Frankly, I don’t know how my mother did it. While I led an active homosexual life, she made it clear that she loved me unconditionally. Yet she never condoned my behavior. We often debated whether I could bring someone I was dating to a family holiday dinner. She never gave in, but never rejected me as her son, either. The Church is clear in her teachings on the acts of homosexuality: “Under no circumstances can they be approved” (CCC, 2357). At the same time, the Catechism states that those struggling with homosexuality “must be accepted with respect, compassion, and sensitivity. … Continue reading

Looking at a Masterpiece: The Supper at Emmaus

The great Dutch master Rembrandt van Rijn (1606-1669) was a visionary painter, able to see into the deep recesses of mystery, as is the case in this The Supper at Emmaus (1648), which is now in the Louvre in Paris. He is able to convey so much more than a beautiful surface. In quite a unique way, he is able to conjure up an inner world. Analogously he does this, for instance, in his numerous self-portraits, leading us into a rich interiority of the person, delineating the many facets of his humanity at various stages of his life, the truth … Continue reading

Master Catechist: Devotion to the Precious Blood

The month of July is dedicated to the Precious Blood of Jesus, a feast instituted in 1849 by Bl. Pius IX reflecting the devotion of the early Fathers of the Church. This is an excerpt from Fr. Hardon’s article, “The Precious Blood of Christ,” which focuses this devotion on the elements of our veneration, invocation, and imitation. —Michael Mohr Devotion to the Precious Blood is not a spiritual option, it is a spiritual obligation. Devotion, as we know, is a composite of three elements: It is veneration, invocation, and imitation. In other words, devotion to the Precious Blood of Christ, … Continue reading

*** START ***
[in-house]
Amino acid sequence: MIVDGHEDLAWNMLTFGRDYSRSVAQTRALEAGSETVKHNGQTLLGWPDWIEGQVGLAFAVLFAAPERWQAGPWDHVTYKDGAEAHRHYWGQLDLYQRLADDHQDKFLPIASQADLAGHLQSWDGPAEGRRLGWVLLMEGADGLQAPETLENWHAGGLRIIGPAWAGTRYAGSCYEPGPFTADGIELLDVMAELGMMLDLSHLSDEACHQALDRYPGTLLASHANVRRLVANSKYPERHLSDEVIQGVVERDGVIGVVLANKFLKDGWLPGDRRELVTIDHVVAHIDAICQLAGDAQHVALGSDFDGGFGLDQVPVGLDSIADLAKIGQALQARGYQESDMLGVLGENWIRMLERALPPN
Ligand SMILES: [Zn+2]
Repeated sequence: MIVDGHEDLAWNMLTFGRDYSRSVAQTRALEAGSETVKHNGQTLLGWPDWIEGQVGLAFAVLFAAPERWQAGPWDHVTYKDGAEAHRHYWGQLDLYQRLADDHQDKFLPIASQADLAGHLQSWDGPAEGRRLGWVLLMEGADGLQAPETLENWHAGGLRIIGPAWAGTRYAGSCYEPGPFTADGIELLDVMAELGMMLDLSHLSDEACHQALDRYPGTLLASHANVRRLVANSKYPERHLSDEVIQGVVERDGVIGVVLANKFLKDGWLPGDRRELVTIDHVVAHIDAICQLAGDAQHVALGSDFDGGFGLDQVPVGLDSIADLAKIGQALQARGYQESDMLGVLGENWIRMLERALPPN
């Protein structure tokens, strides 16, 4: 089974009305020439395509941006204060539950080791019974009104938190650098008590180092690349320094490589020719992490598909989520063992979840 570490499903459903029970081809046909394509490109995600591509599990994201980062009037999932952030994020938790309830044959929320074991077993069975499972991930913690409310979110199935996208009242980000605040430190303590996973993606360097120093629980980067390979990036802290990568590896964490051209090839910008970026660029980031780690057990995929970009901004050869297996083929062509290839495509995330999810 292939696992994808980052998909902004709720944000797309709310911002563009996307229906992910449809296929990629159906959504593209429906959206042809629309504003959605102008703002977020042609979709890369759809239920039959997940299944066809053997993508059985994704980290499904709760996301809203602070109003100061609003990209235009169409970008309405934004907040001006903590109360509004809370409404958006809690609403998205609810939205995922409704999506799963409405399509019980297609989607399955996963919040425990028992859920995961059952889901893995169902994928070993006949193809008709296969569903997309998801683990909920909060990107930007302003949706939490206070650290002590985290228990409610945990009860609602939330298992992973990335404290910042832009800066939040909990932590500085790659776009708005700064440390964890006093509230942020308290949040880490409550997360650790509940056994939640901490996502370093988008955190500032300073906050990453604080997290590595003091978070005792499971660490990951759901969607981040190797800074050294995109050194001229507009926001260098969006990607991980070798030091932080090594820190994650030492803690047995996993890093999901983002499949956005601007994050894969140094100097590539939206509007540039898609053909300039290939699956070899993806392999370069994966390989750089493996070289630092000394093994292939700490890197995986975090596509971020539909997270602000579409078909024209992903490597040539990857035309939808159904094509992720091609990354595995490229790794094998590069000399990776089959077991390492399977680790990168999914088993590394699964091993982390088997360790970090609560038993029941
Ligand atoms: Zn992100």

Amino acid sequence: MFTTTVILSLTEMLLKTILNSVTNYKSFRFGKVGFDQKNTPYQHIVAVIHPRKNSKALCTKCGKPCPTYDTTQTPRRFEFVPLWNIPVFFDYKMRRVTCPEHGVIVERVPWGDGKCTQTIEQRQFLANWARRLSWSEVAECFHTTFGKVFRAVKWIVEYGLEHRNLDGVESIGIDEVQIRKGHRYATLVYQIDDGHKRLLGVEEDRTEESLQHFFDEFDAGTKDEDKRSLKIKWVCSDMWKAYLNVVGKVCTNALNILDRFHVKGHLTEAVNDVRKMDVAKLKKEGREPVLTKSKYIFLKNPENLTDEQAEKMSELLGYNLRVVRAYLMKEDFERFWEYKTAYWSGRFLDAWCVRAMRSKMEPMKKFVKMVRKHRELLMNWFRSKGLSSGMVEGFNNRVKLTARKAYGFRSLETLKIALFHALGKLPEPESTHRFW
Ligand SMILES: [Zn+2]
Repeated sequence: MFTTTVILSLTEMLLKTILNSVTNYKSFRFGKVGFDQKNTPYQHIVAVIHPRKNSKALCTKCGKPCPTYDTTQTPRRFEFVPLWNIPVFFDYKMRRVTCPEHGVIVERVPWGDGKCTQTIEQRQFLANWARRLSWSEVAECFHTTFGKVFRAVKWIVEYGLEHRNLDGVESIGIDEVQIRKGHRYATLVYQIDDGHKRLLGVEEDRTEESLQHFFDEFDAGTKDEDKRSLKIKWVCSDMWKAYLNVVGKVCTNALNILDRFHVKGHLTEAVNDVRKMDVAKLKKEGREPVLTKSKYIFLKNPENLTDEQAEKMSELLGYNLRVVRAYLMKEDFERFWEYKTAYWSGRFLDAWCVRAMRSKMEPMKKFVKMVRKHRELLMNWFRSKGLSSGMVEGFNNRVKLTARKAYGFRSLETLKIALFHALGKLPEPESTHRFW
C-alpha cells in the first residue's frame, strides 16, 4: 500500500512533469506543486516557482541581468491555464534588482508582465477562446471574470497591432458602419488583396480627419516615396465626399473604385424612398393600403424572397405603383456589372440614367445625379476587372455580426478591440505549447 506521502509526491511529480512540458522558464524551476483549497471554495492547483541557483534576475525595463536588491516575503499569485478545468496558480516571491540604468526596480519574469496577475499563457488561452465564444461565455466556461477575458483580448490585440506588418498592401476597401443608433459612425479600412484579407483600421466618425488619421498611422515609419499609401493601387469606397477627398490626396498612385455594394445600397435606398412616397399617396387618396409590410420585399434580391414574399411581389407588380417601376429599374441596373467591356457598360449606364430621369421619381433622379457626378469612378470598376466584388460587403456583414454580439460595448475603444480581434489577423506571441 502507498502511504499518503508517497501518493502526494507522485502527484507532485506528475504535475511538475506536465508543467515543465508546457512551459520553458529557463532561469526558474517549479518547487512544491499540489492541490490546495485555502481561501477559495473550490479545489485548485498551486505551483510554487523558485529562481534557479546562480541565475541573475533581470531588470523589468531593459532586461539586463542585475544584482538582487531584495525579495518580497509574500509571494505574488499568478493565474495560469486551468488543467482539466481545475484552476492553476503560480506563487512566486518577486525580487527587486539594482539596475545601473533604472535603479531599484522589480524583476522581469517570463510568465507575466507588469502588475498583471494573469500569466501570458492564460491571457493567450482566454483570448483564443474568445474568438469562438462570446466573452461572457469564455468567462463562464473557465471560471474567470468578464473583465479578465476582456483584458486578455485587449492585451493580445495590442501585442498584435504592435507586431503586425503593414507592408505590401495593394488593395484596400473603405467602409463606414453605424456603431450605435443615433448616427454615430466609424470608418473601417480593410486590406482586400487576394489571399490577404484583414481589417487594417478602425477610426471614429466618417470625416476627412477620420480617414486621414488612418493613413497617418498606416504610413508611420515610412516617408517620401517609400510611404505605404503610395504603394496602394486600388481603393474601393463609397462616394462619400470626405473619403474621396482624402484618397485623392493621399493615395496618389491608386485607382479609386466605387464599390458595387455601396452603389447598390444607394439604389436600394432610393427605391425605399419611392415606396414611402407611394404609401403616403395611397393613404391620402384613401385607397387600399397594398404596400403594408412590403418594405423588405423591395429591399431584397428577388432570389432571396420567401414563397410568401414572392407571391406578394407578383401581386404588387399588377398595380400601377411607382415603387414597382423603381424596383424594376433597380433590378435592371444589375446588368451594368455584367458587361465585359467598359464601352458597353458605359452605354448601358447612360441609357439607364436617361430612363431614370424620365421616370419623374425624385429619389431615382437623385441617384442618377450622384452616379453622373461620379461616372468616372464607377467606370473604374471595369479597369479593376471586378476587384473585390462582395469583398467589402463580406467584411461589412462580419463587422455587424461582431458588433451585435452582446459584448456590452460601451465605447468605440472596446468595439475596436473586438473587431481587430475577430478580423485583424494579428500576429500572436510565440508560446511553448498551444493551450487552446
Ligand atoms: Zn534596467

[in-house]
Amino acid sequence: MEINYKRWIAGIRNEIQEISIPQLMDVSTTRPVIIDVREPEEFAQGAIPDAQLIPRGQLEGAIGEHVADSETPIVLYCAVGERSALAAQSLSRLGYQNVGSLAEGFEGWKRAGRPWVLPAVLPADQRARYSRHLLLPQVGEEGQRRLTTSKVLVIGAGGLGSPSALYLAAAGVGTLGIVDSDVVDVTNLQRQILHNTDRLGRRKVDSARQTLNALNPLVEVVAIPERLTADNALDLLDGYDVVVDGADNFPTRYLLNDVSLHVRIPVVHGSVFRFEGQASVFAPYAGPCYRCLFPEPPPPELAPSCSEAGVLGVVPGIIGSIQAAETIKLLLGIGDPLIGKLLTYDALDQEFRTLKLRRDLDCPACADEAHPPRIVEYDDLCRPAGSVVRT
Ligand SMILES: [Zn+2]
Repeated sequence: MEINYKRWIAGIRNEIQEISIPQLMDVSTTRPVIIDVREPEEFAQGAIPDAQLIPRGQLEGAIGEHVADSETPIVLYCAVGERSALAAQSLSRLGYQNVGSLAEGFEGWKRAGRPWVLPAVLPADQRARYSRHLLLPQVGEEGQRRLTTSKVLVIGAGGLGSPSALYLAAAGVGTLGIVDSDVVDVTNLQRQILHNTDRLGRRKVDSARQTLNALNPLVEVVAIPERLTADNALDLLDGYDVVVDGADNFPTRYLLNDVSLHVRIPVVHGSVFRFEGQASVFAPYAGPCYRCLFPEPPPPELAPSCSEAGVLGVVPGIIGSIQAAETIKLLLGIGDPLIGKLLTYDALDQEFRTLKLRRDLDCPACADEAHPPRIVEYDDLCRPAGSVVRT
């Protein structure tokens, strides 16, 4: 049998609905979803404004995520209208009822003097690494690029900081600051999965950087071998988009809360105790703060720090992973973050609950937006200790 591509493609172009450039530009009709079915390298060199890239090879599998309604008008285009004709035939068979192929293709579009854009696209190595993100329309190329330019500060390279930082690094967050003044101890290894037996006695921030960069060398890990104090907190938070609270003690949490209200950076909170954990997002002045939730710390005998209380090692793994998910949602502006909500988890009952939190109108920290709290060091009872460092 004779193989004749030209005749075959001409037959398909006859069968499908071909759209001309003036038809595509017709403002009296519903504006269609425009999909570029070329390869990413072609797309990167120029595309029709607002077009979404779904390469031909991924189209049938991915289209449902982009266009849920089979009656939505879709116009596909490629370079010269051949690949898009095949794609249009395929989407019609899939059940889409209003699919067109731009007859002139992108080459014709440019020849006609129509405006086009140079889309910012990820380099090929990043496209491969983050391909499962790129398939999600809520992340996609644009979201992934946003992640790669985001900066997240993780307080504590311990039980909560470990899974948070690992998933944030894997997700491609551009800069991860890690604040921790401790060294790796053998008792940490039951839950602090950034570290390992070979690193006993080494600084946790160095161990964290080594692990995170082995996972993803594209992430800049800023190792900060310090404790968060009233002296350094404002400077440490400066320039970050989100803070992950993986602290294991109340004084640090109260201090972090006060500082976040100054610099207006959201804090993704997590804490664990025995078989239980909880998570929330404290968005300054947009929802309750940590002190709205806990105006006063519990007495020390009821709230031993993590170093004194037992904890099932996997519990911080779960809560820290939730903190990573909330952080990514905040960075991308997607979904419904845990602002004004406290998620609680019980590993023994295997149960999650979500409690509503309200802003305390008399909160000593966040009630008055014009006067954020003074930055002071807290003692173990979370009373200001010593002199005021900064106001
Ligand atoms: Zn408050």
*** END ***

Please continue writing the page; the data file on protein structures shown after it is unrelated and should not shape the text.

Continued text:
Open Mike: The Dialogue of Life

I recently talked with a fellow Catholic businessman at a lunch meeting for a Catholic outreach. We began talking about our families and I mentioned that my wife and I are expecting our tenth child. His reaction was not at all what I expected. I figured he, as a Catholic gentleman, involved with a Catholic apostolate, would have at least a slightly positive reaction to a large Catholic family. But alas, his remarks were offensive and insulting. He thought his jokes about the size of my family were funny, but they revealed a dark selfishness. Now, I’m the first to … Continue reading

Reviews

(Image, 2013) If you walked into a first-century church and asked to see a copy of the New Testament, you’d get a bunch of confused looks. What do you mean a copy? The Bible didn’t exist yet. For the early Christians, “New Testament” was a sacramental phrase. It wasn’t a book; it was the Eucharist. In Consuming the Word: The New Testament and the Eucharist in the Early Church, renowned scholar Dr. Scott Hahn explains that for the biblical writers, the words “testament” and “covenant” were interchangeable. Both the Greek word for “testament” and the Hebrew equivalent are most accurately … Continue reading

Facebook IconTwitter IconVisit Our Blogfacebook like buttontwitter follow button